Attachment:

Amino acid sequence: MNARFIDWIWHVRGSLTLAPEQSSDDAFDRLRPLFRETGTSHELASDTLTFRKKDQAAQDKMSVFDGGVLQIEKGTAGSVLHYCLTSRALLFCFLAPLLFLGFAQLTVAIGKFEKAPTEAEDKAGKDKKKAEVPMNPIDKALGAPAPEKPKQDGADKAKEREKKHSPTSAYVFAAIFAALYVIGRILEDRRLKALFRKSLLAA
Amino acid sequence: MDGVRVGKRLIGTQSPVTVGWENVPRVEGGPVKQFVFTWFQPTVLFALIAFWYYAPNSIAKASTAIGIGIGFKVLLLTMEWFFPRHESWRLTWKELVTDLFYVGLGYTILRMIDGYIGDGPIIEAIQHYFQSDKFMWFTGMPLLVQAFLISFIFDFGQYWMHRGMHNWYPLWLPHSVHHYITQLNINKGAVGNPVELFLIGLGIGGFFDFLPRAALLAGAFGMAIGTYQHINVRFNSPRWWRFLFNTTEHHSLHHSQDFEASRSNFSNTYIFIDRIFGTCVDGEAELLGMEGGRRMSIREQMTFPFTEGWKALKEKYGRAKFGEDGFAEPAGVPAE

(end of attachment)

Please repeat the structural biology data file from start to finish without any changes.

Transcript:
Amino acid sequence: MNARFIDWIWHVRGSLTLAPEQSSDDAFDRLRPLFRETGTSHELASDTLTFRKKDQAAQDKMSVFDGGVLQIEKGTAGSVLHYCLTSRALLFCFLAPLLFLGFAQLTVAIGKFEKAPTEAEDKAGKDKKKAEVPMNPIDKALGAPAPEKPKQDGADKAKEREKKHSPTSAYVFAAIFAALYVIGRILEDRRLKALFRKSLLAA
Amino acid sequence: MDGVRVGKRLIGTQSPVTVGWENVPRVEGGPVKQFVFTWFQPTVLFALIAFWYYAPNSIAKASTAIGIGIGFKVLLLTMEWFFPRHESWRLTWKELVTDLFYVGLGYTILRMIDGYIGDGPIIEAIQHYFQSDKFMWFTGMPLLVQAFLISFIFDFGQYWMHRGMHNWYPLWLPHSVHHYITQLNINKGAVGNPVELFLIGLGIGGFFDFLPRAALLAGAFGMAIGTYQHINVRFNSPRWWRFLFNTTEHHSLHHSQDFEASRSNFSNTYIFIDRIFGTCVDGEAELLGMEGGRRMSIREQMTFPFTEGWKALKEKYGRAKFGEDGFAEPAGVPAE